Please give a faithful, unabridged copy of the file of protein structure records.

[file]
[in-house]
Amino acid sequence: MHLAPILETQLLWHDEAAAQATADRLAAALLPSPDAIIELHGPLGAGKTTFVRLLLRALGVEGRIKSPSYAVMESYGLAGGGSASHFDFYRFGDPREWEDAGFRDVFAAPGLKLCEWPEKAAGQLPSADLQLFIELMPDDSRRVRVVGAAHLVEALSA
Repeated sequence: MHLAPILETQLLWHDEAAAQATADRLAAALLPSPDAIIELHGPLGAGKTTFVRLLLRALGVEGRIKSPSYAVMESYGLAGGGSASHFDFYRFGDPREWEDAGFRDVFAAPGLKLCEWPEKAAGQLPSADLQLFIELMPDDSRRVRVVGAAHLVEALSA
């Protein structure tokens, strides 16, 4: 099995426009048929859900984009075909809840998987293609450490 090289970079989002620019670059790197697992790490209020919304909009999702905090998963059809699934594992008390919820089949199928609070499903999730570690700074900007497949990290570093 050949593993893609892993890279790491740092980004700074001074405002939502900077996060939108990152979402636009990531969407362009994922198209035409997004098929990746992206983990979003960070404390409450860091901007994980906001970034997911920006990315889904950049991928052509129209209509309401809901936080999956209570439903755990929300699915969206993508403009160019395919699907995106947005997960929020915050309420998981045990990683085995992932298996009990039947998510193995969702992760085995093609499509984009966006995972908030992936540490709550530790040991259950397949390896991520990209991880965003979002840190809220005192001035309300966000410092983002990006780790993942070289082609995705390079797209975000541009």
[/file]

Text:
[in-house]
Amino acid sequence: MHLAPILETQLLWHDEAAAQATADRLAAALLPSPDAIIELHGPLGAGKTTFVRLLLRALGVEGRIKSPSYAVMESYGLAGGGSASHFDFYRFGDPREWEDAGFRDVFAAPGLKLCEWPEKAAGQLPSADLQLFIELMPDDSRRVRVVGAAHLVEALSA
Repeated sequence: MHLAPILETQLLWHDEAAAQATADRLAAALLPSPDAIIELHGPLGAGKTTFVRLLLRALGVEGRIKSPSYAVMESYGLAGGGSASHFDFYRFGDPREWEDAGFRDVFAAPGLKLCEWPEKAAGQLPSADLQLFIELMPDDSRRVRVVGAAHLVEALSA
């Protein structure tokens, strides 16, 4: 099995426009048929859900984009075909809840998987293609450490 090289970079989002620019670059790197697992790490209020919304909009999702905090998963059809699934594992008390919820089949199928609070499903999730570690700074900007497949990290570093 050949593993893609892993890279790491740092980004700074001074405002939502900077996060939108990152979402636009990531969407362009994922198209035409997004098929990746992206983990979003960070404390409450860091901007994980906001970034997911920006990315889904950049991928052509129209209509309401809901936080999956209570439903755990929300699915969206993508403009160019395919699907995106947005997960929020915050309420998981045990990683085995992932298996009990039947998510193995969702992760085995093609499509984009966006995972908030992936540490709550530790040991259950397949390896991520990209991880965003979002840190809220005192001035309300966000410092983002990006780790993942070289082609995705390079797209975000541009």